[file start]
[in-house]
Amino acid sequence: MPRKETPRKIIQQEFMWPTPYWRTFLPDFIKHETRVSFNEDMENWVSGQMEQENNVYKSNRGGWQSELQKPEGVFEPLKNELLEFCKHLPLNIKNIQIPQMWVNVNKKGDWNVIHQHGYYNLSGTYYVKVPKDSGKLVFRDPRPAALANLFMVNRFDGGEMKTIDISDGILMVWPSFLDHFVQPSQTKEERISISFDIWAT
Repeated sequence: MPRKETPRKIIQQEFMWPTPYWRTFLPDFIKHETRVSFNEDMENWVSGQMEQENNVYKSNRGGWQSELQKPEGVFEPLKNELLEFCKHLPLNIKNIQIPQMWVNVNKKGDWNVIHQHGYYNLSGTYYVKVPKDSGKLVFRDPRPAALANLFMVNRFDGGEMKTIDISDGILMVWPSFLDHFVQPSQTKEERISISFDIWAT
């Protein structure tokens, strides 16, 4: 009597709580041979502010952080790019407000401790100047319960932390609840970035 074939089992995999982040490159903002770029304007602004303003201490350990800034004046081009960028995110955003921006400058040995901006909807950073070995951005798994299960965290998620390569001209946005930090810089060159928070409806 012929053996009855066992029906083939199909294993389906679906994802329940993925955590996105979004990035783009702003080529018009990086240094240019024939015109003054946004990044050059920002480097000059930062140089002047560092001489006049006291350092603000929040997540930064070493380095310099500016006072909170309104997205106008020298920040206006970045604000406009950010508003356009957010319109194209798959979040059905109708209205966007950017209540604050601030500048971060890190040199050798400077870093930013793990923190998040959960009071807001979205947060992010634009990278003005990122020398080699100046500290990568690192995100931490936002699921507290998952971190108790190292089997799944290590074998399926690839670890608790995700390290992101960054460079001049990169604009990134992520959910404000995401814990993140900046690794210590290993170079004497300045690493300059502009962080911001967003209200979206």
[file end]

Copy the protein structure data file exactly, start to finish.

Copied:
[in-house]
Amino acid sequence: MPRKETPRKIIQQEFMWPTPYWRTFLPDFIKHETRVSFNEDMENWVSGQMEQENNVYKSNRGGWQSELQKPEGVFEPLKNELLEFCKHLPLNIKNIQIPQMWVNVNKKGDWNVIHQHGYYNLSGTYYVKVPKDSGKLVFRDPRPAALANLFMVNRFDGGEMKTIDISDGILMVWPSFLDHFVQPSQTKEERISISFDIWAT
Repeated sequence: MPRKETPRKIIQQEFMWPTPYWRTFLPDFIKHETRVSFNEDMENWVSGQMEQENNVYKSNRGGWQSELQKPEGVFEPLKNELLEFCKHLPLNIKNIQIPQMWVNVNKKGDWNVIHQHGYYNLSGTYYVKVPKDSGKLVFRDPRPAALANLFMVNRFDGGEMKTIDISDGILMVWPSFLDHFVQPSQTKEERISISFDIWAT
């Protein structure tokens, strides 16, 4: 009597709580041979502010952080790019407000401790100047319960932390609840970035 074939089992995999982040490159903002770029304007602004303003201490350990800034004046081009960028995110955003921006400058040995901006909807950073070995951005798994299960965290998620390569001209946005930090810089060159928070409806 012929053996009855066992029906083939199909294993389906679906994802329940993925955590996105979004990035783009702003080529018009990086240094240019024939015109003054946004990044050059920002480097000059930062140089002047560092001489006049006291350092603000929040997540930064070493380095310099500016006072909170309104997205106008020298920040206006970045604000406009950010508003356009957010319109194209798959979040059905109708209205966007950017209540604050601030500048971060890190040199050798400077870093930013793990923190998040959960009071807001979205947060992010634009990278003005990122020398080699100046500290990568690192995100931490936002699921507290998952971190108790190292089997799944290590074998399926690839670890608790995700390290992101960054460079001049990169604009990134992520959910404000995401814990993140900046690794210590290993170079004497300045690493300059502009962080911001967003209200979206």